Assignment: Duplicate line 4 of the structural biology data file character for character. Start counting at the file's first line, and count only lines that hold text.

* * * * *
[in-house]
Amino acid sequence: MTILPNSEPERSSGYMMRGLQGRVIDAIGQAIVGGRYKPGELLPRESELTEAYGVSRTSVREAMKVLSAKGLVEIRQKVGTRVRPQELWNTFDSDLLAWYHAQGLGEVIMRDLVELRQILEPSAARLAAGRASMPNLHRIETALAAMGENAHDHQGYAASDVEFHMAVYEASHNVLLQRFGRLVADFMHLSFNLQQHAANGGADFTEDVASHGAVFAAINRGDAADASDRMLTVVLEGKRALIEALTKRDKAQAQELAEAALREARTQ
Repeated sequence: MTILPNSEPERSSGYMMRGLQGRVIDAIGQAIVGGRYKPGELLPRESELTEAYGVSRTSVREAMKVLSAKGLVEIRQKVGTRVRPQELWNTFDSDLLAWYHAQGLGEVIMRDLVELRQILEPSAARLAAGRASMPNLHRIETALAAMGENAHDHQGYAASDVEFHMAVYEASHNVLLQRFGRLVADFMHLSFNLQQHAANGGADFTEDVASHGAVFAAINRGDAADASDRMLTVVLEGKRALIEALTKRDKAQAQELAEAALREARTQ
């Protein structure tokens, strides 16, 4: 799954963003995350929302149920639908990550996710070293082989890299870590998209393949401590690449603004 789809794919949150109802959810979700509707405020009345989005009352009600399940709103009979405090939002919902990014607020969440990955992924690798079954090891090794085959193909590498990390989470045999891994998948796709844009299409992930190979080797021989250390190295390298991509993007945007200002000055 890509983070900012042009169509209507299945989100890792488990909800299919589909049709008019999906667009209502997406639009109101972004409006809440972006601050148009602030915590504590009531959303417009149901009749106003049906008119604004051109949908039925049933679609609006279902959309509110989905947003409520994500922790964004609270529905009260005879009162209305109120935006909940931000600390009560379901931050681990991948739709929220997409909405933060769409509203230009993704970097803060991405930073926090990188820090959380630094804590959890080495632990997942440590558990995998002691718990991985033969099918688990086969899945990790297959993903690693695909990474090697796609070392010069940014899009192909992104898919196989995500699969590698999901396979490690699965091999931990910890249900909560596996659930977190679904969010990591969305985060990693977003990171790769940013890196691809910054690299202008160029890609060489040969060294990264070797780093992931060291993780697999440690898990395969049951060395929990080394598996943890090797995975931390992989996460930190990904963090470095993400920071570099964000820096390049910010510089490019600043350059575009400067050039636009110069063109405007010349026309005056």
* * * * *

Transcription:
């Protein structure tokens, strides 16, 4: 799954963003995350929302149920639908990550996710070293082989890299870590998209393949401590690449603004 789809794919949150109802959810979700509707405020009345989005009352009600399940709103009979405090939002919902990014607020969440990955992924690798079954090891090794085959193909590498990390989470045999891994998948796709844009299409992930190979080797021989250390190295390298991509993007945007200002000055 890509983070900012042009169509209507299945989100890792488990909800299919589909049709008019999906667009209502997406639009109101972004409006809440972006601050148009602030915590504590009531959303417009149901009749106003049906008119604004051109949908039925049933679609609006279902959309509110989905947003409520994500922790964004609270529905009260005879009162209305109120935006909940931000600390009560379901931050681990991948739709929220997409909405933060769409509203230009993704970097803060991405930073926090990188820090959380630094804590959890080495632990997942440590558990995998002691718990991985033969099918688990086969899945990790297959993903690693695909990474090697796609070392010069940014899009192909992104898919196989995500699969590698999901396979490690699965091999931990910890249900909560596996659930977190679904969010990591969305985060990693977003990171790769940013890196691809910054690299202008160029890609060489040969060294990264070797780093992931060291993780697999440690898990395969049951060395929990080394598996943890090797995975931390992989996460930190990904963090470095993400920071570099964000820096390049910010510089490019600043350059575009400067050039636009110069063109405007010349026309005056």